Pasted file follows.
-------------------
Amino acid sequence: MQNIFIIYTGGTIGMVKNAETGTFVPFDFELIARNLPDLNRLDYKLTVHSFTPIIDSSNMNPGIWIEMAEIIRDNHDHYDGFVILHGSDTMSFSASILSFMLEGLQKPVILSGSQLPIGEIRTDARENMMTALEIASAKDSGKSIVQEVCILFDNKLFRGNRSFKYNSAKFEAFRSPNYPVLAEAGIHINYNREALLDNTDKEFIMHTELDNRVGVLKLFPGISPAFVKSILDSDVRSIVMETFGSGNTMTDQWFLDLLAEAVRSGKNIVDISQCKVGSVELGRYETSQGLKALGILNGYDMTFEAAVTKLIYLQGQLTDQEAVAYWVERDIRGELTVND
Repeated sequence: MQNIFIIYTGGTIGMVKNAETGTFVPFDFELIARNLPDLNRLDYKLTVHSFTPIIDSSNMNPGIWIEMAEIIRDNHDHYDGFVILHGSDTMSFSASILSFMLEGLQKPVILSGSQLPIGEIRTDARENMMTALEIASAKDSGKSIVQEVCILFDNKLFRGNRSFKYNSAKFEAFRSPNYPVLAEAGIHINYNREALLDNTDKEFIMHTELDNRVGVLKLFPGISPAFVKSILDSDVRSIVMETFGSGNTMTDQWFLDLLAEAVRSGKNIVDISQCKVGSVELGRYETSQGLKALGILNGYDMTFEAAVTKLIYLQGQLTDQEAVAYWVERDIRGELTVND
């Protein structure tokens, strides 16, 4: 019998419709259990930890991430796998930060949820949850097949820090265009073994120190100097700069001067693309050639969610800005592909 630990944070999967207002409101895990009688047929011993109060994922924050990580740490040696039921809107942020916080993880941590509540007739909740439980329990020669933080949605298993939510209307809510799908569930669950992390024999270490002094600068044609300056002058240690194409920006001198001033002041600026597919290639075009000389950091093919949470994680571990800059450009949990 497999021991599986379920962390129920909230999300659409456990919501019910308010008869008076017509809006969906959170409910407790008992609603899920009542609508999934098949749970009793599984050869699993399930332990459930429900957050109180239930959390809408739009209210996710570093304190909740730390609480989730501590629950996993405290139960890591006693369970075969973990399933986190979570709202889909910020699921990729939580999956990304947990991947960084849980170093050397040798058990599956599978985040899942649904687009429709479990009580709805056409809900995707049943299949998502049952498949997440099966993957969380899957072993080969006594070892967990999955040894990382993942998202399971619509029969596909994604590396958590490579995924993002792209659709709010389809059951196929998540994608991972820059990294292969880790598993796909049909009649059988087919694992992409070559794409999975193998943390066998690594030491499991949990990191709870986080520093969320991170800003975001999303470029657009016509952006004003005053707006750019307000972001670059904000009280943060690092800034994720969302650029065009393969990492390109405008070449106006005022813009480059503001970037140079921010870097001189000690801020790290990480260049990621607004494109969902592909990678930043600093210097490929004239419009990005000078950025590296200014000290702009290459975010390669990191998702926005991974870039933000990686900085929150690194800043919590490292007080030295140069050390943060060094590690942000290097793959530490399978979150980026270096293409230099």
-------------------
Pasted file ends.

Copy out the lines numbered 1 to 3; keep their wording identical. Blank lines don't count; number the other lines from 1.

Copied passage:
Amino acid sequence: MQNIFIIYTGGTIGMVKNAETGTFVPFDFELIARNLPDLNRLDYKLTVHSFTPIIDSSNMNPGIWIEMAEIIRDNHDHYDGFVILHGSDTMSFSASILSFMLEGLQKPVILSGSQLPIGEIRTDARENMMTALEIASAKDSGKSIVQEVCILFDNKLFRGNRSFKYNSAKFEAFRSPNYPVLAEAGIHINYNREALLDNTDKEFIMHTELDNRVGVLKLFPGISPAFVKSILDSDVRSIVMETFGSGNTMTDQWFLDLLAEAVRSGKNIVDISQCKVGSVELGRYETSQGLKALGILNGYDMTFEAAVTKLIYLQGQLTDQEAVAYWVERDIRGELTVND
Repeated sequence: MQNIFIIYTGGTIGMVKNAETGTFVPFDFELIARNLPDLNRLDYKLTVHSFTPIIDSSNMNPGIWIEMAEIIRDNHDHYDGFVILHGSDTMSFSASILSFMLEGLQKPVILSGSQLPIGEIRTDARENMMTALEIASAKDSGKSIVQEVCILFDNKLFRGNRSFKYNSAKFEAFRSPNYPVLAEAGIHINYNREALLDNTDKEFIMHTELDNRVGVLKLFPGISPAFVKSILDSDVRSIVMETFGSGNTMTDQWFLDLLAEAVRSGKNIVDISQCKVGSVELGRYETSQGLKALGILNGYDMTFEAAVTKLIYLQGQLTDQEAVAYWVERDIRGELTVND
């Protein structure tokens, strides 16, 4: 019998419709259990930890991430796998930060949820949850097949820090265009073994120190100097700069001067693309050639969610800005592909 630990944070999967207002409101895990009688047929011993109060994922924050990580740490040696039921809107942020916080993880941590509540007739909740439980329990020669933080949605298993939510209307809510799908569930669950992390024999270490002094600068044609300056002058240690194409920006001198001033002041600026597919290639075009000389950091093919949470994680571990800059450009949990 497999021991599986379920962390129920909230999300659409456990919501019910308010008869008076017509809006969906959170409910407790008992609603899920009542609508999934098949749970009793599984050869699993399930332990459930429900957050109180239930959390809408739009209210996710570093304190909740730390609480989730501590629950996993405290139960890591006693369970075969973990399933986190979570709202889909910020699921990729939580999956990304947990991947960084849980170093050397040798058990599956599978985040899942649904687009429709479990009580709805056409809900995707049943299949998502049952498949997440099966993957969380899957072993080969006594070892967990999955040894990382993942998202399971619509029969596909994604590396958590490579995924993002792209659709709010389809059951196929998540994608991972820059990294292969880790598993796909049909009649059988087919694992992409070559794409999975193998943390066998690594030491499991949990990191709870986080520093969320991170800003975001999303470029657009016509952006004003005053707006750019307000972001670059904000009280943060690092800034994720969302650029065009393969990492390109405008070449106006005022813009480059503001970037140079921010870097001189000690801020790290990480260049990621607004494109969902592909990678930043600093210097490929004239419009990005000078950025590296200014000290702009290459975010390669990191998702926005991974870039933000990686900085929150690194800043919590490292007080030295140069050390943060060094590690942000290097793959530490399978979150980026270096293409230099």